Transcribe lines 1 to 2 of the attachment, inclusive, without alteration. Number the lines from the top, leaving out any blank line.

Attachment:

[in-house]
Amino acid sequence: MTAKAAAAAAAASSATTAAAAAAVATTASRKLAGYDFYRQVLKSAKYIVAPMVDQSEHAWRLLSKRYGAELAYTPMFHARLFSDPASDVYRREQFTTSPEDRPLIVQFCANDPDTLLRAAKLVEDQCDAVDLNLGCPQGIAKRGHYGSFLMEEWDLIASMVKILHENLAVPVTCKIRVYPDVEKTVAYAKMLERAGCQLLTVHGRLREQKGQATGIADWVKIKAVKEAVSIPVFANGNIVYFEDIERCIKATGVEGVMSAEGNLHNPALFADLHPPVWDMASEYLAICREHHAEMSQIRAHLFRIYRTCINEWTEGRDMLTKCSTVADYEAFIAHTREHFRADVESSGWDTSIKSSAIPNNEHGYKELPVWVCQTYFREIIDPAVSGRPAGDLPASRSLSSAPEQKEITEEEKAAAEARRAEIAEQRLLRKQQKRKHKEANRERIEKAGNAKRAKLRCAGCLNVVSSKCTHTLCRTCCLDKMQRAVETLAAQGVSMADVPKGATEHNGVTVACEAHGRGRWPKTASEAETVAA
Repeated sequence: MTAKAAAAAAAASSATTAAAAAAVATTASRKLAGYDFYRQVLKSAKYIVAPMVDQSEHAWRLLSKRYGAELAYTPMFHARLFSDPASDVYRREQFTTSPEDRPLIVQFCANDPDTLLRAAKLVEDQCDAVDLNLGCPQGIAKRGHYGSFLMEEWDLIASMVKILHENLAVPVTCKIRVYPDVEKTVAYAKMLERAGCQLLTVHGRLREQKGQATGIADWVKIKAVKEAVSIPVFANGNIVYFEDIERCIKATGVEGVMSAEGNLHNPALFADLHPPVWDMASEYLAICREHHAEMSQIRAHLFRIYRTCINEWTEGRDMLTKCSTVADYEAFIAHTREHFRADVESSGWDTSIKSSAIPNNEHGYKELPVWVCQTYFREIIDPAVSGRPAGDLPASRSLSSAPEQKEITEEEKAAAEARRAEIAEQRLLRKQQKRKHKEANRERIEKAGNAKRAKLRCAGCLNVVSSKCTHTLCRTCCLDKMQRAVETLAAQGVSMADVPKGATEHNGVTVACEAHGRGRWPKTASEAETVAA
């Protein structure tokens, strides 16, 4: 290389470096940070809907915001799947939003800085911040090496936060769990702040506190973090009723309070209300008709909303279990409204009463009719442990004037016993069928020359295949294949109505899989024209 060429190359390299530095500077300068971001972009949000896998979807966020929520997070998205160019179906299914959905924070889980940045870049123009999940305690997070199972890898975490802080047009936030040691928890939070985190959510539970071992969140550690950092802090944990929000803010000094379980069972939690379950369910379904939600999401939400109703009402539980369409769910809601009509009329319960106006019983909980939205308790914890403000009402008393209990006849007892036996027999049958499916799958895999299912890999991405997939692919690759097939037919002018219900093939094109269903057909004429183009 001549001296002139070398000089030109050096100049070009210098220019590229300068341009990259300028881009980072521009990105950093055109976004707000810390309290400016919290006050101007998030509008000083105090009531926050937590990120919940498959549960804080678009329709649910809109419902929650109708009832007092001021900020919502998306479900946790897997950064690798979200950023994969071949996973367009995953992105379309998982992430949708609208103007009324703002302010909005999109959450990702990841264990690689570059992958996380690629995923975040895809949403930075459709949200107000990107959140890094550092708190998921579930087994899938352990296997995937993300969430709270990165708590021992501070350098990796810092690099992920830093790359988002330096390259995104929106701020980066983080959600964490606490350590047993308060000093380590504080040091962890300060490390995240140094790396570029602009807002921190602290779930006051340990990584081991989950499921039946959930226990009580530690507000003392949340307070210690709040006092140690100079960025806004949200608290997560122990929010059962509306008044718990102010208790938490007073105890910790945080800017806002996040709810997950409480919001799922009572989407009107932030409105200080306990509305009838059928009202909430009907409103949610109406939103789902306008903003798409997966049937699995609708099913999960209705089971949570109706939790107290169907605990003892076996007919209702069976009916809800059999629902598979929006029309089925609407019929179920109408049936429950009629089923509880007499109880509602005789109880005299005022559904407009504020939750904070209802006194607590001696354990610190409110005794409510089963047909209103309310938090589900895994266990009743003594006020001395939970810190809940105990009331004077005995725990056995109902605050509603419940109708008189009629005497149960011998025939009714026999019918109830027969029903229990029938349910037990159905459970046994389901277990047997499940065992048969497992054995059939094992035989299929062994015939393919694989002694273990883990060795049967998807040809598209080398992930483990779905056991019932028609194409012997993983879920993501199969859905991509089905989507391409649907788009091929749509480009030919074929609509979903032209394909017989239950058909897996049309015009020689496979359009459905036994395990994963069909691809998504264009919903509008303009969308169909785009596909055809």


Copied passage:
[in-house]
Amino acid sequence: MTAKAAAAAAAASSATTAAAAAAVATTASRKLAGYDFYRQVLKSAKYIVAPMVDQSEHAWRLLSKRYGAELAYTPMFHARLFSDPASDVYRREQFTTSPEDRPLIVQFCANDPDTLLRAAKLVEDQCDAVDLNLGCPQGIAKRGHYGSFLMEEWDLIASMVKILHENLAVPVTCKIRVYPDVEKTVAYAKMLERAGCQLLTVHGRLREQKGQATGIADWVKIKAVKEAVSIPVFANGNIVYFEDIERCIKATGVEGVMSAEGNLHNPALFADLHPPVWDMASEYLAICREHHAEMSQIRAHLFRIYRTCINEWTEGRDMLTKCSTVADYEAFIAHTREHFRADVESSGWDTSIKSSAIPNNEHGYKELPVWVCQTYFREIIDPAVSGRPAGDLPASRSLSSAPEQKEITEEEKAAAEARRAEIAEQRLLRKQQKRKHKEANRERIEKAGNAKRAKLRCAGCLNVVSSKCTHTLCRTCCLDKMQRAVETLAAQGVSMADVPKGATEHNGVTVACEAHGRGRWPKTASEAETVAA